Shifting Markets

Cooperative Add Rail Terminal to Take Advantage of BNSF Rail Line

Shifting Markets - Cooperative Add Rail Terminal to Take Advantage of BNSF Rail Line

When the Frenchman Valley Farmers Cooperative looked to expand beyond local truck markets, a new rail shuttle-loading terminal with an 8,800-foot loop track gave the 22-location cooperative that ability.

The terminal at Culbertson, NE, with 2.32 million bushels of storage, was constructed to give the coop access to a Burlington Northern Santa Fe (BNSF) main line, says Mark Friehe, branch manager for both the new elevator and a coop elevator at McCook, NE.

“Having a rail terminal in Culbertson gives Frenchman Valley access to Gulf and coastal rail markets we haven’t had in the past,” Friehe says. “The advantages in pricing and rail rates will give our patrons the best opportunity to get a better premium for their grain.”

Construction on the $18 million facility (308-278-2410) was started in June 2012, and it was completed in time for fall harvest in August 2013. Frisbie Construction Co., Inc., Salina, KS (785-536-4288), served as the main contractor on the project.

Shifting Markets - Cooperative Add Rail Terminal to Take Advantage of BNSF Rail Line


Shifting Markets - Cooperative Add Rail Terminal to Take Advantage of BNSF Rail Line


Shifting Markets - Cooperative Add Rail Terminal to Take Advantage of BNSF Rail Line


Shifting Markets - Cooperative Add Rail Terminal to Take Advantage of BNSF Rail Line


“We chose Frisbie Construction because of their reputation for quality and the ability to take on project as large as Culbertson,” says Friehe, who has been with the coop for 18 years.

Besides the BNSF connection, the new shuttle site also is served by the Nebraska, Kansas & Colorado Railway, which also connects with several other Frenchman Valley locations and will provide the ability to ship grain from these locations, Friehe adds.

“The facility at Culbertson isn’t built for long-term storage,” Friehe says. “We will try to turn the facility as much as possible and with improving yields, we will be able to turn the facility more frequently.”


The terminal’s 2.32 million bushels of storage includes four McPherson Concrete jump-form concrete tanks, a GSI corrugated steel tank, and a 1-million-bushel ground pile.

The four McPherson tanks are 60-feet in diameter and hold 280,000 bushels each. Each of these flat-bottom tanks stand 120 feet tall, with aeration being provided by two 50-hp AIRLANCO centrifugal fans and three 2-hp roof exhausters at 1/10 cfm per bushel on coarse grains. The tanks are equipped with 10,000-bph GSI bin sweeps for clean-out.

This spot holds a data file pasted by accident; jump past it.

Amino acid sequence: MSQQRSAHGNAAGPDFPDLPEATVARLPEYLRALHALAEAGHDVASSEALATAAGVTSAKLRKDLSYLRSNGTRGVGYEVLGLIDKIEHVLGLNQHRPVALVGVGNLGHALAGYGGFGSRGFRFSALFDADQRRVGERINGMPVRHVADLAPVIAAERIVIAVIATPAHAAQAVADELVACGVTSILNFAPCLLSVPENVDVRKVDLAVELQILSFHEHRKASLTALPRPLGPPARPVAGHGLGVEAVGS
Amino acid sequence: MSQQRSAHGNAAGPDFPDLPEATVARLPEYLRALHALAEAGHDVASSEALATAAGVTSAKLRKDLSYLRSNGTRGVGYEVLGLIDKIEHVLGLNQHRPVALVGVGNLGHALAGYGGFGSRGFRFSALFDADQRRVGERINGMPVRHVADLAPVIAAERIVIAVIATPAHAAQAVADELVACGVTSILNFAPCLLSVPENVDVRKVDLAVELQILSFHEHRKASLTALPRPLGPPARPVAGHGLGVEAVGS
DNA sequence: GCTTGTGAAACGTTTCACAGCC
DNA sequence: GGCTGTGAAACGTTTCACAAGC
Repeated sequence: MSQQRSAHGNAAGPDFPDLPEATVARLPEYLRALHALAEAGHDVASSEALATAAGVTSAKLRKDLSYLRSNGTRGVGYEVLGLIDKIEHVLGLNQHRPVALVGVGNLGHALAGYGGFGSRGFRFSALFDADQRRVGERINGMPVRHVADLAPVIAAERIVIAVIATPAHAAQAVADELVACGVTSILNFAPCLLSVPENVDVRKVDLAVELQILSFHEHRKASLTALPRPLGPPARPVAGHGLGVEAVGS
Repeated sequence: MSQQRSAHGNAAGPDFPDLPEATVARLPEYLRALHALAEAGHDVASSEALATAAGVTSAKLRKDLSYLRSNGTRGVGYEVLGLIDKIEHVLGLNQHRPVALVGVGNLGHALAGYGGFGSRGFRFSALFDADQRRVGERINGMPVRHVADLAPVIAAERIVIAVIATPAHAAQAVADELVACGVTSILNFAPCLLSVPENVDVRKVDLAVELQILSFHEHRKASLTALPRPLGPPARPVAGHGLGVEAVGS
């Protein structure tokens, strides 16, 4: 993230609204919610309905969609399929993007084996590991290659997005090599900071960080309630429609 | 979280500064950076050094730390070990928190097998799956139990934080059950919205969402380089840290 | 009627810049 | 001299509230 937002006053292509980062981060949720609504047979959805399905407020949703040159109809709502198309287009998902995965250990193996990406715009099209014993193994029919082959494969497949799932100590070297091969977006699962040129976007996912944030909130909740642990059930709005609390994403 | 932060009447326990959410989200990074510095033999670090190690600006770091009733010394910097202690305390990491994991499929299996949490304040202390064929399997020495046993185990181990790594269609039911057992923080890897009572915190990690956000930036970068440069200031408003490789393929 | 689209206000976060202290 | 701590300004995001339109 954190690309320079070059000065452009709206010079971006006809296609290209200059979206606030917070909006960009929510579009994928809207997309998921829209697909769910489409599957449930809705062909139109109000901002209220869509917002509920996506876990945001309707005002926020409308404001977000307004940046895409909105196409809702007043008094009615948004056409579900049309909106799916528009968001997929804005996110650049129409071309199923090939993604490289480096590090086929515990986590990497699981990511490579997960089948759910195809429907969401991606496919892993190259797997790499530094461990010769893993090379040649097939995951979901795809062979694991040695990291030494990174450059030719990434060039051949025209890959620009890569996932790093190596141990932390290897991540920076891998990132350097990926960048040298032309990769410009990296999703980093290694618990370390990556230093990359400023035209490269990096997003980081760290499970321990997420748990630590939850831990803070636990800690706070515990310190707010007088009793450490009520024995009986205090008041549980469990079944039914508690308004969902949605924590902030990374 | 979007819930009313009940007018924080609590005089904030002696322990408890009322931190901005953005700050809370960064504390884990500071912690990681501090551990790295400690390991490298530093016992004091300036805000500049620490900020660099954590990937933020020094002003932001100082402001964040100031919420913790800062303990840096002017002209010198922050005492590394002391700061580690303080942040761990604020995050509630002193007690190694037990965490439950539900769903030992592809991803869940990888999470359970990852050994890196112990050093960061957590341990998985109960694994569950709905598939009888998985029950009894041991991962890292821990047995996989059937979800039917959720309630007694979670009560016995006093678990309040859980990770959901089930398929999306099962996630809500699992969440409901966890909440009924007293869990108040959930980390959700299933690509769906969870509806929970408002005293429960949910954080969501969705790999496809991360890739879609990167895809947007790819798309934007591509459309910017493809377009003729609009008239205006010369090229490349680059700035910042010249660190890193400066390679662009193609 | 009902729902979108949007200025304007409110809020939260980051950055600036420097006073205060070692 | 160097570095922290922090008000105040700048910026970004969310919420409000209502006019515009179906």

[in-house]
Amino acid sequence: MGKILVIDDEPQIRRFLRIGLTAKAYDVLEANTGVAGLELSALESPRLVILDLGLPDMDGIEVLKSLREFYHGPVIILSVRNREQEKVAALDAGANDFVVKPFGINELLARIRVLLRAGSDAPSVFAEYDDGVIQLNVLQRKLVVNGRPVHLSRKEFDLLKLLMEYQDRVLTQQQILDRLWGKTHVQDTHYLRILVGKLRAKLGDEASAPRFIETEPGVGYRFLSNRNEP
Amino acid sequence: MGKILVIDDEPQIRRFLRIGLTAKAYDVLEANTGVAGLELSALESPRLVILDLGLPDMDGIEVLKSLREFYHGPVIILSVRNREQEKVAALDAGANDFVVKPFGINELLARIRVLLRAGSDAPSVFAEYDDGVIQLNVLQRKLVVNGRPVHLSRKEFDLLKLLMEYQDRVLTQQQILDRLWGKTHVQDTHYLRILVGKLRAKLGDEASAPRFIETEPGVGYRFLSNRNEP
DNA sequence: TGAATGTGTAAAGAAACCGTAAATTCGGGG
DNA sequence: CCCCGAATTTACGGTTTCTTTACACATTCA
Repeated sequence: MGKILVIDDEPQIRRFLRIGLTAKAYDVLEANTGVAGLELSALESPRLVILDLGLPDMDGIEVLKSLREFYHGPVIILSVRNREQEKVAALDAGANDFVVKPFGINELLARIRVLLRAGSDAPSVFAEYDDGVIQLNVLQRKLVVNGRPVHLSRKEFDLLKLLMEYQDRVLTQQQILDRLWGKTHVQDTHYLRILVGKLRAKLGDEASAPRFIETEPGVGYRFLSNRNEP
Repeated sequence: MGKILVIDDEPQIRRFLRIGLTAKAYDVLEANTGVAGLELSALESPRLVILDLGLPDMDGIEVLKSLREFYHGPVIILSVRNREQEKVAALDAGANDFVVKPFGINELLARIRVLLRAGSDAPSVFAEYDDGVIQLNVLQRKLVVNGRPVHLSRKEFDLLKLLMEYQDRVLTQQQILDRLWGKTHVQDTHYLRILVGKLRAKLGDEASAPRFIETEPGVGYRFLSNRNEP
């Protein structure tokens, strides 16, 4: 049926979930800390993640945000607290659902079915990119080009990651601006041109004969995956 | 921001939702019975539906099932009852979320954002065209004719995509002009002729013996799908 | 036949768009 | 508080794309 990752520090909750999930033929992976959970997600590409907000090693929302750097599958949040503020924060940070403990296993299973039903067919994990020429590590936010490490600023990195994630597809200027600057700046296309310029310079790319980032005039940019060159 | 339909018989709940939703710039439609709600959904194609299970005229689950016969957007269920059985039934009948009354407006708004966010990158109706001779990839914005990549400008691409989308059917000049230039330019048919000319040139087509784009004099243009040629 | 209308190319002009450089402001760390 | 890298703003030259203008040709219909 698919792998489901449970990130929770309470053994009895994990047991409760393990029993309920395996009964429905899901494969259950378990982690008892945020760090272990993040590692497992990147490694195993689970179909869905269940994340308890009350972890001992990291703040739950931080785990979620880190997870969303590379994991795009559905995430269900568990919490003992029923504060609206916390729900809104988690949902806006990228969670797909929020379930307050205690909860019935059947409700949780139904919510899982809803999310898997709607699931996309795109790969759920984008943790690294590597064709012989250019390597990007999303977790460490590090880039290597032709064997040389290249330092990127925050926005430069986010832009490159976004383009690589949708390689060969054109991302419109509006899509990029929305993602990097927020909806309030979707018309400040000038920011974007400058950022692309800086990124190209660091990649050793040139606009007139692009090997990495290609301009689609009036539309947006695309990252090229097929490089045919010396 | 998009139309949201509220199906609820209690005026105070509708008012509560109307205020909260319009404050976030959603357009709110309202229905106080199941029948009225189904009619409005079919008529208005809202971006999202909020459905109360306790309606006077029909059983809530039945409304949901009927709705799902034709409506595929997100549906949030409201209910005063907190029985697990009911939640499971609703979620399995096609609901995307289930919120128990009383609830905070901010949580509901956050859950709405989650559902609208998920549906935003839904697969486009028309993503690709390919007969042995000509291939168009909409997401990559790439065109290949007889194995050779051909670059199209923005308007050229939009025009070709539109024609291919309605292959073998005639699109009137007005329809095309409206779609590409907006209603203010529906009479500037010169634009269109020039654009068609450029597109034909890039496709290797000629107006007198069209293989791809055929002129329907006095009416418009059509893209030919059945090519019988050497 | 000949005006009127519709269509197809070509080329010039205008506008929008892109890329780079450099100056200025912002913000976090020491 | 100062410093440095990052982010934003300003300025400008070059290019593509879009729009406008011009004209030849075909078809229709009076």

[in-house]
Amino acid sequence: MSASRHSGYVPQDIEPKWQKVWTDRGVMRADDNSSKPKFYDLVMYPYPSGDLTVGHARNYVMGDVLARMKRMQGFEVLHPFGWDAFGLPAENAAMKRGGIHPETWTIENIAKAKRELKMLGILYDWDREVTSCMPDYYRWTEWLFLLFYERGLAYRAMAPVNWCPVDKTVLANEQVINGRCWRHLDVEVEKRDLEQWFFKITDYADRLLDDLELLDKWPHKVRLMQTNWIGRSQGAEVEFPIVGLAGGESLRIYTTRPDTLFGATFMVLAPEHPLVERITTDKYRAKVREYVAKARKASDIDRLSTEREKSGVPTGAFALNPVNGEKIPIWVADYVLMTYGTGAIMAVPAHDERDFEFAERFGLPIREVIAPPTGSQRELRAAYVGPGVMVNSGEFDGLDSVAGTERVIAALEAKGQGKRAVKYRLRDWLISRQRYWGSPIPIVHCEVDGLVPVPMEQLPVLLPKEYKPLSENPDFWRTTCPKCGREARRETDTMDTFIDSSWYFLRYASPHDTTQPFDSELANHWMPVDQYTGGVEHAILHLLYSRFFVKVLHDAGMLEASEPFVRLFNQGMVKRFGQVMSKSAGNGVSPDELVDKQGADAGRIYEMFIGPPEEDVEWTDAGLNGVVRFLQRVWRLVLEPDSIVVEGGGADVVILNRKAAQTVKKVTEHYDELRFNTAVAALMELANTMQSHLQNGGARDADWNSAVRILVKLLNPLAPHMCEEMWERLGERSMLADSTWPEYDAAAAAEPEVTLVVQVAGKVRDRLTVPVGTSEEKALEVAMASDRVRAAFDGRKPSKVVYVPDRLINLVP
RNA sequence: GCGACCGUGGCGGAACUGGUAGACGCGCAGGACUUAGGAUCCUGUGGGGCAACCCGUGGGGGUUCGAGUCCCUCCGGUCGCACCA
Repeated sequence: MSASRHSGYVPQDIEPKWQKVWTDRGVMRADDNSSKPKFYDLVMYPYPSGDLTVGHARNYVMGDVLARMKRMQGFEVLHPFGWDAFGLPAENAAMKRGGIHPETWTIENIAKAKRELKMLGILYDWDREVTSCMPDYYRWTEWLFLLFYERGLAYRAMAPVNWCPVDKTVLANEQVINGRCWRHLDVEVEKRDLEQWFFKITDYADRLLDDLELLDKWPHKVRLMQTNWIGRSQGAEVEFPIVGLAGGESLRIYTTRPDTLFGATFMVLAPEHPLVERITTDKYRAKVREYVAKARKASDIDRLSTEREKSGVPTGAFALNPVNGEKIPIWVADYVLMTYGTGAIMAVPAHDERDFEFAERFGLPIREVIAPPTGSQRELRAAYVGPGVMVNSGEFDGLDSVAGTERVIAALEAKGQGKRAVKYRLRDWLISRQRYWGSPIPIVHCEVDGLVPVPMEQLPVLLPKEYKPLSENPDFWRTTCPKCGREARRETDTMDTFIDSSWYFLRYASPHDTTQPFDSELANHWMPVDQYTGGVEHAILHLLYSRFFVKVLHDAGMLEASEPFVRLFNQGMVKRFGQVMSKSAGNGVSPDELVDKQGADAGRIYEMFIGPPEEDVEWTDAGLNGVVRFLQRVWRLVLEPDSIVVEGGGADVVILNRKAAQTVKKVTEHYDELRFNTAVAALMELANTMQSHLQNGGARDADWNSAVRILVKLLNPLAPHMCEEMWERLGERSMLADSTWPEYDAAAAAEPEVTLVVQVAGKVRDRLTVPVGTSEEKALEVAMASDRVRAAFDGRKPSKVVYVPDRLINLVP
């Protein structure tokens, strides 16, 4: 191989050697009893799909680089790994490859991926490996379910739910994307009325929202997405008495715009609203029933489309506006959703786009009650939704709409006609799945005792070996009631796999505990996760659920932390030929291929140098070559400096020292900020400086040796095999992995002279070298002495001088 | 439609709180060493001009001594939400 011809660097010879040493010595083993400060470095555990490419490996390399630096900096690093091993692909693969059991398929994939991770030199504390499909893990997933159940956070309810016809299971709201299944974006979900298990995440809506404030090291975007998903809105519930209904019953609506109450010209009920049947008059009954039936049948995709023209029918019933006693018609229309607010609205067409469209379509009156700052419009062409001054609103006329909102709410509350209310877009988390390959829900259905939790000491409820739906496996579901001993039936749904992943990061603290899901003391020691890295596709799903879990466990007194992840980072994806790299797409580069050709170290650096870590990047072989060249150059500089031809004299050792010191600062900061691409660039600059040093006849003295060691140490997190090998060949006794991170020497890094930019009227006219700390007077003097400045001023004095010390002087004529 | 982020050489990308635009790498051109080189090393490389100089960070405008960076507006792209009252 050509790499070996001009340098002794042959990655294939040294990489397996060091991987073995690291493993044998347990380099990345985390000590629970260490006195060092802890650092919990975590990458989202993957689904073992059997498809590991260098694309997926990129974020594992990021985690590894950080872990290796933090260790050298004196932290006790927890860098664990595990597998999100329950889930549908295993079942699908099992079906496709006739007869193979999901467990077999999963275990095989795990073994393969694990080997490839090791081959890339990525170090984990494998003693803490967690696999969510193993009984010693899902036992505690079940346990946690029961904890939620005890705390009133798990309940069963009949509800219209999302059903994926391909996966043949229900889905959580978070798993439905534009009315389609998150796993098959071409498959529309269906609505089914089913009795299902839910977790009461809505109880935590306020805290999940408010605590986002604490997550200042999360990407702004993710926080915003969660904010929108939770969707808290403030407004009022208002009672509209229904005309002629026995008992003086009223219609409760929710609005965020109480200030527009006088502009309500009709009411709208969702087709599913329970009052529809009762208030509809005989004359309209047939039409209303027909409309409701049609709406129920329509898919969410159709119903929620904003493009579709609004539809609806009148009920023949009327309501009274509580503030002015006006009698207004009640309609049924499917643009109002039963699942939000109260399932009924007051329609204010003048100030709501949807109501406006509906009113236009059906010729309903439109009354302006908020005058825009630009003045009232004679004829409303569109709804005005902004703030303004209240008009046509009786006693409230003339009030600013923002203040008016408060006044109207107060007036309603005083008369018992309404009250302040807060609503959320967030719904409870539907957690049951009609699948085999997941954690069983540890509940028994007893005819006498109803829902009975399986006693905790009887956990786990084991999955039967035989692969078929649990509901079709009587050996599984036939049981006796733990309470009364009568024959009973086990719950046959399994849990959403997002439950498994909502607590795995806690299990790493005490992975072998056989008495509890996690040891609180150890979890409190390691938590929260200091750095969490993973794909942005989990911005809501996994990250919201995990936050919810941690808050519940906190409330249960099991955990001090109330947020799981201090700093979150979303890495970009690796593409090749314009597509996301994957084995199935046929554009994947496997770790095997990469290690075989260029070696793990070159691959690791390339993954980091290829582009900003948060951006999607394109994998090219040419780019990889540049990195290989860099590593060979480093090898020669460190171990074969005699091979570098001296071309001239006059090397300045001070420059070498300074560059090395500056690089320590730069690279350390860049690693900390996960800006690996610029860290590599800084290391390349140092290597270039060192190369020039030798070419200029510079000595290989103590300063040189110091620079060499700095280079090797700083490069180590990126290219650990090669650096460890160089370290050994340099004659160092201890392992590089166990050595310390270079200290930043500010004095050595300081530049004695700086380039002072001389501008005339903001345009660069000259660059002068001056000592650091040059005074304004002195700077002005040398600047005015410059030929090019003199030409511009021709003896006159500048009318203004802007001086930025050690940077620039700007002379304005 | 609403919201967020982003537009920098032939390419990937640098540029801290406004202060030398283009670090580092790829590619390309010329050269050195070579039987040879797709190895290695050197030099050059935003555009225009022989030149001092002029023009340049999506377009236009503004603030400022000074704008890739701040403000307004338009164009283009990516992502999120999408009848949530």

The GSI corrugated steel wet tank is 59.7 feet in diameter and holds 200,000 bushels. The flat-bottom tank stands 80 feet tall at the eave and 96 feet tall at the peak. The tank has outside stiffeners and is emptied into a below ground GSI 10,000-bph drag conveyor.

Neither the concrete nor steel storage tanks are equipped with temperature monitoring systems because of the expected quick turnover rate, Friehe says.

Storage also includes a 600-foot diameter, 1-million bushel LeMar temporary storage pile. The system has 8-foot perforated steel walls, a GSI 80-foot-tall support tower, and a clay-based floor. Currently, the temporary storage is emptied out by front-end loaders, but future plans call for a conveyor to be installed under the pile.

Grain Movement

Incoming trucks are weighed on a 80-foot MidAmerica Scales pitless scale adjacent to the shuttle site’s office building. A Gamet Apollo truck probe takes a sample for grading at the inbound scale. An adjacent MidAmerica truck scale with a kiosk printer system is used for outgoing trucks.

The terminal has three receiving pits — two 800-bushel mechanical receiving pits for trucks and a rail receiving pit. All three pits feed two, 17,000-bph GSI receiving legs equipped with 20×8 TAPCO buckets on 21-inch belts.

The receiving legs deposit grain into a 12-duct Schlagel swing-set electric distributor. From there, grain travels via GSI 20,000-bph enclosed belt conveyors to concrete, steel, or temporary storage. Grain can also be run through a 20,000-bph Triple/S Texas Shaker grain cleaner prior to going to storage.

Wet grain can be sent via 10,000-bph wet leg to a continuous flow Zimmerman dryer, rated at 10,000-bph for taking three points of moisture off of corn. The dryer is fired by three propane storage tanks totaling 86,000 gallons that also serve as a terminal site for coop’s customers.

The concrete and steel storage tanks empty onto 60,000-bph above-ground GSI belt conveyors running back to the receiving legs and a 60,000-bph GSI load-out leg equipped with three rows of 20×8 TAPCO buckets. The load-out leg feeds a 60,000-bph C&A bulk weigh scale with extended upper and lower garners (3,300 bushels each). The scale utilizes C&A software. Workers atop railcars are protected by a Fall Protection Systems’ trolley unit that runs the length of 2-1/2 railcars.

According to Friehe, the bulk weigh scale is set up to run 28,000-bushel batches and a railcar can be filled in less than four minutes.

In addition to rail load-out, Frisbie built two 5,000-bushel steel square hopper bins located above the receiving pits for truck load-out.

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